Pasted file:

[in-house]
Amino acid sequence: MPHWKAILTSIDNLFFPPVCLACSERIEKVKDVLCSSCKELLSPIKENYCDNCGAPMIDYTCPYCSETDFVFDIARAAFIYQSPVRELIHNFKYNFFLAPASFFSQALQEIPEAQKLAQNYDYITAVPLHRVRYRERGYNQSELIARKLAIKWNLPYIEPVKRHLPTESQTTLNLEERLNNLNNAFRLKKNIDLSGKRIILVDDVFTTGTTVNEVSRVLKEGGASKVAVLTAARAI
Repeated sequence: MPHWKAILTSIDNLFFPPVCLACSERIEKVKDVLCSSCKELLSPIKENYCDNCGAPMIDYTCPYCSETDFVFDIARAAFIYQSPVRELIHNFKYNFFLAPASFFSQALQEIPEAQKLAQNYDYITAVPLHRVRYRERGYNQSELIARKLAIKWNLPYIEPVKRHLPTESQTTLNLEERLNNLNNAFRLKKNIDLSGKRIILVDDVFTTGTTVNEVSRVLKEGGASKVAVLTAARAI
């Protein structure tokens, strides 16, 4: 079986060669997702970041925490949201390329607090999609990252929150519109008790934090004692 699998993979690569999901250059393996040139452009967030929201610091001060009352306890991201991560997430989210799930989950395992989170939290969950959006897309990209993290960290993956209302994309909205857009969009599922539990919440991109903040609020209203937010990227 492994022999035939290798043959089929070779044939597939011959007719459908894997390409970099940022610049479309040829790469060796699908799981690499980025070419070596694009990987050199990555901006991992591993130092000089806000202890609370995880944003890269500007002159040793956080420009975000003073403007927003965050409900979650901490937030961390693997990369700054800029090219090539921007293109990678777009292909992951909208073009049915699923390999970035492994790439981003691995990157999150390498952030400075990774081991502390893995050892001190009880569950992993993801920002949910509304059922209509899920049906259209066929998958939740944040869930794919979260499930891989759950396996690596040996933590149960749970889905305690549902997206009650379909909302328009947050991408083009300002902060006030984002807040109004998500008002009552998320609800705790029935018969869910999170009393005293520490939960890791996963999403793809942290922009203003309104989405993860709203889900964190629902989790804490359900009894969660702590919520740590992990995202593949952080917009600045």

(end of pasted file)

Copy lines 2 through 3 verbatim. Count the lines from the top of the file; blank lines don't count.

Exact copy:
Amino acid sequence: MPHWKAILTSIDNLFFPPVCLACSERIEKVKDVLCSSCKELLSPIKENYCDNCGAPMIDYTCPYCSETDFVFDIARAAFIYQSPVRELIHNFKYNFFLAPASFFSQALQEIPEAQKLAQNYDYITAVPLHRVRYRERGYNQSELIARKLAIKWNLPYIEPVKRHLPTESQTTLNLEERLNNLNNAFRLKKNIDLSGKRIILVDDVFTTGTTVNEVSRVLKEGGASKVAVLTAARAI
Repeated sequence: MPHWKAILTSIDNLFFPPVCLACSERIEKVKDVLCSSCKELLSPIKENYCDNCGAPMIDYTCPYCSETDFVFDIARAAFIYQSPVRELIHNFKYNFFLAPASFFSQALQEIPEAQKLAQNYDYITAVPLHRVRYRERGYNQSELIARKLAIKWNLPYIEPVKRHLPTESQTTLNLEERLNNLNNAFRLKKNIDLSGKRIILVDDVFTTGTTVNEVSRVLKEGGASKVAVLTAARAI